Last week I pondered about the place of cross training when working towards completing a half marathon. In my heart I knew that just running was not the complete picture and it seems that I may indeed be right! (yes I was a little surprised).
On a visit to our wonderful library on Saturday they had a display of ‘Olympic’ themed books, 2 of which were to do with training for marathons. I snapped these up sharpish and have part read one of them.
Image from Amazon!
The Key Requirements
I am not about to run a marathon but I figure that what works for a marathon will work for a half marathon. Indeed the last chapter is entitled ‘Workouts for Beginners and Fun-runners’. So it must be relevant? (Nowhere does it define ‘endurance’! ) In this final chapter is a list of the key requirements for endurance running:
1. A good basic aerobic fitness.
2. Good posture and running technique
3. Sound joints, mobility and suppleness.
4. Mental strength and determination.
5. A good quality of trainers.
It goes on to give a basic start-up running program. The rest of the book basically takes you through each of the key requirements
General Anaerobic Conditioning.
Anaerobic running produces pain due to a build up of lactic acid in the muscles. Michael A. Winch (the author of the book) recommends that one way to be able to deal with this during a race is to build up some tolerance to this. He also mentions that it is a good idea to experience this before a race so there are no nasty surprises! The ways to do this are thorough interval training, hill running and circuit training (amongst a few others.) Most runners will be aware of hill and interval training, indeed I credit a lot of my recent improvements to interval training. The one that I was particularly interested in was the circuits.
My interest in this is obviously that it is not running! Having done one of the circuits that he suggested last night I would suggest that it is also good for flexibility and the core muscles which are also given their own chapters in this book. He gives 2 basic circuits, the one that I did where you work through each of the exercises without a break and another where you repeat each exercise a number of times before moving on the next. So here it is:
Repeat the whole thing 4 times for the first session (I nearly ducked out after 3 but did persevere!)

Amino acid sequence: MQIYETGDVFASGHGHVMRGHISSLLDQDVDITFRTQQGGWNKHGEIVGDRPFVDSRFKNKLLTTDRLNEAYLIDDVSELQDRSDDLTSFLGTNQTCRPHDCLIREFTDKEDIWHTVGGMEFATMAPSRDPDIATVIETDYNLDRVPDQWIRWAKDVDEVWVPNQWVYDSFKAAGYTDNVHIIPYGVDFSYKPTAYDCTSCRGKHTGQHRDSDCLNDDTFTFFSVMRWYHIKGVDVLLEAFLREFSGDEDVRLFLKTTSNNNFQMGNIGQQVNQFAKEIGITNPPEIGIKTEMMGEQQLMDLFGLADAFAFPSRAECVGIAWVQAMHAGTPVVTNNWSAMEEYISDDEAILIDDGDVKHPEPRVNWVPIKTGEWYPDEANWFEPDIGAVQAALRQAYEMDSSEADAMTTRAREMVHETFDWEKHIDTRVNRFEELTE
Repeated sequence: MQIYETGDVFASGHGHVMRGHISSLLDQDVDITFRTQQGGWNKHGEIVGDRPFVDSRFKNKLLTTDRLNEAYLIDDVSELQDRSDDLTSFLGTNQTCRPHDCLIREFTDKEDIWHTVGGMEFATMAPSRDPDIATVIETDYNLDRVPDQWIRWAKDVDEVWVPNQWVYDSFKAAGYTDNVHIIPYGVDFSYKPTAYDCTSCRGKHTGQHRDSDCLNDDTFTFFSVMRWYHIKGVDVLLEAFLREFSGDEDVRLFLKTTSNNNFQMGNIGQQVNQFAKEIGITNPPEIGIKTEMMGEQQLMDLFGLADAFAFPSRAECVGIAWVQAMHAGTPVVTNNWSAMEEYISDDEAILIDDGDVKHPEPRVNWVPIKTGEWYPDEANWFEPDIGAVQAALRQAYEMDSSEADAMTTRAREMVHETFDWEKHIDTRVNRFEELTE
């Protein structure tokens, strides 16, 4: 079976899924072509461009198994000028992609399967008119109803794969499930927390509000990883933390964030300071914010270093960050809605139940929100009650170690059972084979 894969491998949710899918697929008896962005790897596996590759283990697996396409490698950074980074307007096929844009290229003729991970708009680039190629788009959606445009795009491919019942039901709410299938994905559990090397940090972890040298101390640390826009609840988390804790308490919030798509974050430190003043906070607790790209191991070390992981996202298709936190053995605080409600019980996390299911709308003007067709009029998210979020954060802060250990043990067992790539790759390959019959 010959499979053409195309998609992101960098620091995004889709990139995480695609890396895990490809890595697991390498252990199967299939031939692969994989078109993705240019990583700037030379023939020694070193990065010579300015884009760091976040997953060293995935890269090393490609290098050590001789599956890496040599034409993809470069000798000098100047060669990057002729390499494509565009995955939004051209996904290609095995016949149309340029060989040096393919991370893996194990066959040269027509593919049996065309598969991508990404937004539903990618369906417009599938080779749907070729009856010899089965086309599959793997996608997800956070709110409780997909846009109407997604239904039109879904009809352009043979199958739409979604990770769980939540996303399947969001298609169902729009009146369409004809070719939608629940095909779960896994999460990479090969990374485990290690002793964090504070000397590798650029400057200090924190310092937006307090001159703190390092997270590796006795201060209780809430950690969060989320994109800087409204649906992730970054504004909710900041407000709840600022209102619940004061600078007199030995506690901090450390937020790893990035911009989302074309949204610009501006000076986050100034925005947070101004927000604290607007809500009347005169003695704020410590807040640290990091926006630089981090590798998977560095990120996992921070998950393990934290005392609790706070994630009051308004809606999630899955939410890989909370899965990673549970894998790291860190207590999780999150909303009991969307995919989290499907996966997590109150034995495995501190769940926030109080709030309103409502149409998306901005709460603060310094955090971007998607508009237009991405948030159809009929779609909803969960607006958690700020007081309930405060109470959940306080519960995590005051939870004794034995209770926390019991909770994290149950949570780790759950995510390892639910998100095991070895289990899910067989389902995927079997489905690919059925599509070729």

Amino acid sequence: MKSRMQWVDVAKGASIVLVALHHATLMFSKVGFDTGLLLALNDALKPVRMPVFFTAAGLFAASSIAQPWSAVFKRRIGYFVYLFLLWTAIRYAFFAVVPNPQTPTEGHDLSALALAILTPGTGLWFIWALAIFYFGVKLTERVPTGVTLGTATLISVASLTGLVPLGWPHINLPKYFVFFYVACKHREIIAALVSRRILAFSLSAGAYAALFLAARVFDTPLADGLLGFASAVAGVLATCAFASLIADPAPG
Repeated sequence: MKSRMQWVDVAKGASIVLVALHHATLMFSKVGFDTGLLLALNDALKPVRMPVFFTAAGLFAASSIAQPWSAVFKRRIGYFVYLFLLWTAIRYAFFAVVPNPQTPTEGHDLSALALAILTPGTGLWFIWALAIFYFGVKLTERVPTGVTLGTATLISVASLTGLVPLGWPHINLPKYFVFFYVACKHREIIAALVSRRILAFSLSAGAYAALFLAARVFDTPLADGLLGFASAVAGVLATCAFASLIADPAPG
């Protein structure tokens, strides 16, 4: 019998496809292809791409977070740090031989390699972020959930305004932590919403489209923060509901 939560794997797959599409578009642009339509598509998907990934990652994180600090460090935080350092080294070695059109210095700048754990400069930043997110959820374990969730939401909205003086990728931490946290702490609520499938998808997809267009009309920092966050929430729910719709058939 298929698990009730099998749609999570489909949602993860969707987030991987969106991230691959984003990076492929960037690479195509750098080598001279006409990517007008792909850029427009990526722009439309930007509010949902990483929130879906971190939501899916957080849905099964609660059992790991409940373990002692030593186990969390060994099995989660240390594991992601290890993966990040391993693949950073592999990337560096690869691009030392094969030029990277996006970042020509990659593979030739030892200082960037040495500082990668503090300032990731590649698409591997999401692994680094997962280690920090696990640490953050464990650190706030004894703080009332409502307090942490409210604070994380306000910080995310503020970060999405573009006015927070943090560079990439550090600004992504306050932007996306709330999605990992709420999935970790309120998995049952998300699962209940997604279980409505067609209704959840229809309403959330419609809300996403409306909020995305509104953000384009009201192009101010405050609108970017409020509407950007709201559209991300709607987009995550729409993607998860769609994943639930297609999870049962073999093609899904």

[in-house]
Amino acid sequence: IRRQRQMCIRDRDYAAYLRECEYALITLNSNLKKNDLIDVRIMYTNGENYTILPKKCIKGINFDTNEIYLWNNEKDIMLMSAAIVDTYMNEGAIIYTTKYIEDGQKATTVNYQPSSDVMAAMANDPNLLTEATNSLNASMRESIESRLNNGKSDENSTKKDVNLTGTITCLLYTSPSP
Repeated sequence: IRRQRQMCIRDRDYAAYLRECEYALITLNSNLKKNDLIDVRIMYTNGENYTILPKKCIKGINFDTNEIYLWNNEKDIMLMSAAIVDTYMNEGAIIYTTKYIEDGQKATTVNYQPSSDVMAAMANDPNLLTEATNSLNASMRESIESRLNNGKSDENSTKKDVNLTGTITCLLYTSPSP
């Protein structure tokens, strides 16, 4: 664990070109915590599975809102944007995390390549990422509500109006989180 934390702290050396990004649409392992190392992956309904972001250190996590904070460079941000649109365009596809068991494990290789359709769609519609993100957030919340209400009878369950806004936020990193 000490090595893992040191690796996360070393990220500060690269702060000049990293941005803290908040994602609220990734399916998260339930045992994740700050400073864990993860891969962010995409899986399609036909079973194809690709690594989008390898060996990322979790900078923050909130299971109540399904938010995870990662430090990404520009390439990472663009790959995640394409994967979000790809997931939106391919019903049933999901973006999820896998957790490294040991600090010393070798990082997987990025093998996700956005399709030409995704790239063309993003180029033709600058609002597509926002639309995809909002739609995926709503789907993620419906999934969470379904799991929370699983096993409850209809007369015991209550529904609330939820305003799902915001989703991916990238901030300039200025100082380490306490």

2. Chinnies. 8 on each side.
image from womanworld.org
3. Full-arm body circling: 8 clockwise and 8 anti clockwise.
I spent ages looking for an image or video for this but could not find one so will do my best to describe it. Stand with feet well astride and arms extended above your head. You then sweep your arms around in a full circle, touching the ground and then back up to the top. Once you have done all 8 on one side, repeat on the other.
4.Narrow-stance alternate-leg split jumps 8 on each leg
Pictures taken from Peak Performance on line
If you start with action 1 (you do not need the pole) you bend down (action 2) and then jump into the air, swapping your legs around as you go. Repeat.
5. Alternate leg ‘V’ sit ups: 8 on each side.
6. Feet raised bench dips: 10
7. Full squat jumps: 10
8. Free twisting hyperextensions: 6 on each side
Image from here
The above picture shows the basic hyperextensions. The only difference with the free twisting ones are that you come up and twist to one side. Hold the position for 2 seconds then lower and lift again. This time twisting to the other side.
9. Free twisting sit ups: 8 on each side
Image from teamdropit
As in the above image position your arms across your chest and lie on the floor with your knees bent. Using your stomach muscles, sit up so the head comes up to the knees, twisting to one side. Lie back down and repeat, twisting to the other side.
So there you have it:
This is the circuit that I did and I have to say that it was a bit of a challenge! Could you do this? Do you think that it is worth it?
Please note: I am not a qualified fitness instructor and all the opinions are mine, I have nothing to do with the author or anyone mentioned in this post.